Bogus Pizza Order Used to Infect Computers
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If someone else makes a mistake that could cost you hundreds of dollars, wouldn't you try to correct it right away?
That's what cybercriminals are counting on with two current email scams that trick recipients into installing malware on their computers.
The first ruse tries to make victims believe their credit cards are being misused to fund someone else's pizza party.
As British IT technician Conrad Longmore noted on his Dynamoo security blog last week, victims are shown an option to "CANCEL ORDER NOW!" after being informed that their credit cards have been used to purchase several hundred dollars worth of pizza, soda and beer.
"If you haven't made the order and it's a fraud case, please follow the link and cancel the order," the fake receipt from "Alberto's" or "Piero's" pizzeria reads.
Of course, victims' credit cards haven't actually been charged.
Clicking on the CANCEL ORDER button will do nothing more than to open the victims' Web browsers on a Russian website, which in turn tries to infect computers using the notoriously effective Blackhole browser-exploit kit.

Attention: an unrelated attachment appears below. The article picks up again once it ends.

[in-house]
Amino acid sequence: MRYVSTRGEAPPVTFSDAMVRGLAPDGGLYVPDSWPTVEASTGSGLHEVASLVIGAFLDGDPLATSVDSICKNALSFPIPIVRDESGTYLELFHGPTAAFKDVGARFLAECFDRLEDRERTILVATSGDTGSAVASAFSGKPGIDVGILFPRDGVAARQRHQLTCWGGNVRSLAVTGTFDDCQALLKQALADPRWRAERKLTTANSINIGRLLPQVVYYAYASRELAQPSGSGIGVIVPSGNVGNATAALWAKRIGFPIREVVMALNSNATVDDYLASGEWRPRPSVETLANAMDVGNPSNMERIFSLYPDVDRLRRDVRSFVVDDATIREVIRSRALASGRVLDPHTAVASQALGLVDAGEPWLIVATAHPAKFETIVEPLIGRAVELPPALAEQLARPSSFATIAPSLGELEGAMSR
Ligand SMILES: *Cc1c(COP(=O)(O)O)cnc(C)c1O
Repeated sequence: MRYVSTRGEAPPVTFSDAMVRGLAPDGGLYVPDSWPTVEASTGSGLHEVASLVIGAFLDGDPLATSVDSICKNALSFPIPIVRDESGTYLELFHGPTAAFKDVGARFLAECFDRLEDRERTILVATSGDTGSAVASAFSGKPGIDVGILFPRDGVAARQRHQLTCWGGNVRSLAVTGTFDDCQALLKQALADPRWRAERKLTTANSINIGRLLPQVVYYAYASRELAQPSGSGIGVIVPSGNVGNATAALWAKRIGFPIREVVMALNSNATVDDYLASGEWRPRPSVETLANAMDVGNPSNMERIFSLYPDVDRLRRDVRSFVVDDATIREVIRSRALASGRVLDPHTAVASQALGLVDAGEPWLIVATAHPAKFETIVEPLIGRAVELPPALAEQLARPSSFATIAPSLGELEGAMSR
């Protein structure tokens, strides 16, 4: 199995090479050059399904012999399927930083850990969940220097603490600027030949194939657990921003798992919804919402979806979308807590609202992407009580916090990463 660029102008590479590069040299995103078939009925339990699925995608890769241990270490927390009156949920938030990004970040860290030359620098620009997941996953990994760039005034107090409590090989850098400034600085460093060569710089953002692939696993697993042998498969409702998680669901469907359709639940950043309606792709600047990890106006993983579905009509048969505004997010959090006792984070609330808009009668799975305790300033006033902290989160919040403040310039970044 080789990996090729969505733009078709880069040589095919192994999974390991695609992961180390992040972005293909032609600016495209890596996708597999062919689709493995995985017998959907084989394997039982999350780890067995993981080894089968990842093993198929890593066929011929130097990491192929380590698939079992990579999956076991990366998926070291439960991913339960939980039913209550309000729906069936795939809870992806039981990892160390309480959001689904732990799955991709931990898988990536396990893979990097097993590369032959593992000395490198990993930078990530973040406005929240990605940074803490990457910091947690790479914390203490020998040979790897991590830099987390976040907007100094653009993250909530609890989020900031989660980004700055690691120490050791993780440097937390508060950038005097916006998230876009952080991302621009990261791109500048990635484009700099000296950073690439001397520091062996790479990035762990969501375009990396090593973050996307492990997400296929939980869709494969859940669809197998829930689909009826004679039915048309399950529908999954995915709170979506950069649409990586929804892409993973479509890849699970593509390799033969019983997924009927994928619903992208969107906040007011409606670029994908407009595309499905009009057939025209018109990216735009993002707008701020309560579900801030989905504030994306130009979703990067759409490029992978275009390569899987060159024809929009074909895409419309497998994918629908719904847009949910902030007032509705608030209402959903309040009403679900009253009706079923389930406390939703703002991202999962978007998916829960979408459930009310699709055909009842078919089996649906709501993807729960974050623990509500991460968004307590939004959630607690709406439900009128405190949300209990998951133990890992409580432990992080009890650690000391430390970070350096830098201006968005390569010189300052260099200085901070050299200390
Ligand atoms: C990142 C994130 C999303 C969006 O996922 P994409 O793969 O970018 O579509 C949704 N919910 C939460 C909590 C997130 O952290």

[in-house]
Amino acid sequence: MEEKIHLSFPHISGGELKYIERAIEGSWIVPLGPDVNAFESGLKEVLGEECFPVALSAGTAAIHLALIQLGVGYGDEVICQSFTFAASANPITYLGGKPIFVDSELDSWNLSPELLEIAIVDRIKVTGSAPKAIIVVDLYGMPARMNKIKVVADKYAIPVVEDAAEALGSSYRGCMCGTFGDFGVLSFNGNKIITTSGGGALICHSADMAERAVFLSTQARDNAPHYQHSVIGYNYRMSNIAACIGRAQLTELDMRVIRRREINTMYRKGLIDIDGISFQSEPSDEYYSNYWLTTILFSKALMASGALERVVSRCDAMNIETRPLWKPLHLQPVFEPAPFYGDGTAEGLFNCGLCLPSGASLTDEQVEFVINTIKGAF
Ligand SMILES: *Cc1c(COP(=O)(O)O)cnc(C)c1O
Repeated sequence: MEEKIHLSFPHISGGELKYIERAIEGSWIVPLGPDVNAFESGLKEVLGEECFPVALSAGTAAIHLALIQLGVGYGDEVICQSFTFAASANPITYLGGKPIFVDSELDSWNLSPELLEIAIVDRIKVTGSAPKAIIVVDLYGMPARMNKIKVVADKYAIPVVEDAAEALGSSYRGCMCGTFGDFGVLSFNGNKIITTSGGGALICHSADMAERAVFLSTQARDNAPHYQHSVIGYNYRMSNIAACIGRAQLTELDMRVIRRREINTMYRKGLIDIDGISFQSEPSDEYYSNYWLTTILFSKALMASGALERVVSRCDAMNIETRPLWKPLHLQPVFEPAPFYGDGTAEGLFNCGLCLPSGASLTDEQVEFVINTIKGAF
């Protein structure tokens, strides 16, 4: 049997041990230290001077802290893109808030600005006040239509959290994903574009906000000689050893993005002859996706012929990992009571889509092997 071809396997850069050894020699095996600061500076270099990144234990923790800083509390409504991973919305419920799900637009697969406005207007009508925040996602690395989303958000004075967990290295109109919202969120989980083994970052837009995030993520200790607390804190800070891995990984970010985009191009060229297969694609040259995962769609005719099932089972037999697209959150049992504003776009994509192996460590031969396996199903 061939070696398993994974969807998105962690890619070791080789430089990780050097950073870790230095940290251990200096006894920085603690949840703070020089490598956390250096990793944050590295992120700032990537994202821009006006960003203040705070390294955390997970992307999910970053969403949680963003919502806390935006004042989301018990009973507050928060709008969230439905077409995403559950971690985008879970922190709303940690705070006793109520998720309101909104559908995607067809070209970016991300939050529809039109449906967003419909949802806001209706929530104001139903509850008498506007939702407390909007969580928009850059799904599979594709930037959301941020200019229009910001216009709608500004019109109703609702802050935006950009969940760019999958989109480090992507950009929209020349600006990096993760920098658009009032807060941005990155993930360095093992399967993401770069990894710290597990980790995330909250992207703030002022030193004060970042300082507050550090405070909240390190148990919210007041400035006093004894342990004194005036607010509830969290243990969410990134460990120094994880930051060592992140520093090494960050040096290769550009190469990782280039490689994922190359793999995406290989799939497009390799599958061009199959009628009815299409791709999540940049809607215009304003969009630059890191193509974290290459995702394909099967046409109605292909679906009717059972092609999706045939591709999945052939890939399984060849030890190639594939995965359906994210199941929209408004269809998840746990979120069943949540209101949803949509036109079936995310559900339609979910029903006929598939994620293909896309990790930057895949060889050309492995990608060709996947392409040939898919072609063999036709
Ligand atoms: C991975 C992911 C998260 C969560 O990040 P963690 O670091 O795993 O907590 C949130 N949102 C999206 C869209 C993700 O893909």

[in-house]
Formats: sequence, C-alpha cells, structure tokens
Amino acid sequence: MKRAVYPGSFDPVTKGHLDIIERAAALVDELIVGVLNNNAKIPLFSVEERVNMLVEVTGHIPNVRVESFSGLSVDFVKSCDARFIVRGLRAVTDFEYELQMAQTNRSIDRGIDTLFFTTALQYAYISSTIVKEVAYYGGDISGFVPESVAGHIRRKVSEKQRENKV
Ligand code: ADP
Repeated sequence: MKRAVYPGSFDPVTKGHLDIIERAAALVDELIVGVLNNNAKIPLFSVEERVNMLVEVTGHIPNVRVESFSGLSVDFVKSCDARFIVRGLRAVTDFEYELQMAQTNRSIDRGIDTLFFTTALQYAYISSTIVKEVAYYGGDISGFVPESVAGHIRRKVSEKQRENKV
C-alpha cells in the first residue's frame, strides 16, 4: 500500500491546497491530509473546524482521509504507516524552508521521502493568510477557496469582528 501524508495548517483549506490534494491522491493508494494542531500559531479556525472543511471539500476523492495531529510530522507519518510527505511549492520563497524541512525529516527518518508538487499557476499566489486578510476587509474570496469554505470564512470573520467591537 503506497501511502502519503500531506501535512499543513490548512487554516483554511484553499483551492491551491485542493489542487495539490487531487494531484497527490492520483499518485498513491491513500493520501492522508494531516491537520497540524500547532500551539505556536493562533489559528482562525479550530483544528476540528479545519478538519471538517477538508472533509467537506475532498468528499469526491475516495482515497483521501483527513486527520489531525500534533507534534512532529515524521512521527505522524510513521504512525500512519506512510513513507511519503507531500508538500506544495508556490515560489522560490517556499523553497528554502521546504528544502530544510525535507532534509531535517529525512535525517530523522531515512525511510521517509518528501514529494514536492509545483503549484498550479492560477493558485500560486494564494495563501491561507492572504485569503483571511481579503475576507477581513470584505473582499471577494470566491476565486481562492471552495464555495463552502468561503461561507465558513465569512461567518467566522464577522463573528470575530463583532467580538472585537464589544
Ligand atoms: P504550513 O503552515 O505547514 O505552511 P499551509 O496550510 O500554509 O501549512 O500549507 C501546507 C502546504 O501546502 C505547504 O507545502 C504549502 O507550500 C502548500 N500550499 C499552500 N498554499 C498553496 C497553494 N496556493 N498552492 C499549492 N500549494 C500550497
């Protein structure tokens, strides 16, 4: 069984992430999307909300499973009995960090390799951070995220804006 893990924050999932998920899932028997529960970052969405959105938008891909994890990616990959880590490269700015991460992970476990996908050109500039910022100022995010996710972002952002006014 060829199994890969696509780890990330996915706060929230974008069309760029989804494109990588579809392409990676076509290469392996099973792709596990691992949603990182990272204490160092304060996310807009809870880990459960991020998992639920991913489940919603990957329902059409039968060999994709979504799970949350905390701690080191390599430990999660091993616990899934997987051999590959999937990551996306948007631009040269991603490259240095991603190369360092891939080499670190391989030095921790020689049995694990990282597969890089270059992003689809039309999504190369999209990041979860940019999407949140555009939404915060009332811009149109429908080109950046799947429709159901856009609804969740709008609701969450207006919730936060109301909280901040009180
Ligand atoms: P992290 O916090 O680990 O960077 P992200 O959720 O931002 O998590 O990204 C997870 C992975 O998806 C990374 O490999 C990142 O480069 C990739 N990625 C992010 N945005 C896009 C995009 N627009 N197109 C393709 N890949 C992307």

A similar email-based attack tries to infect computers using messages that claim to come from the United States Electronic Federal Tax Payment System (EFTPS), a real-life American federal system for sending funds to the Internal Revenue Service.
"Company Tax Payment Batch Has Been Rejected," the email tells recipients, according to Belgian email-security firm MX Lab.
The bogus message then prompts recipients to open a PDF file, which is actually an executable (application) that installs a variant of a fairly obscure Trojan known as Wauchos. (Many brands of anti-virus software don't yet detect it.)
Users can protect themselves against attacks such as these by scanning all attached files with a virus scanner before opening or downloading them. (Make sure your computer's anti-virus software is always up-to-date.)
It's also important to remain vigilant and wary about whom the message sender is, as opposed to whom a message claims to come from.
Reading and responding to email messages with a skeptical eye can go a long way toward keeping your computer safe and malware-free.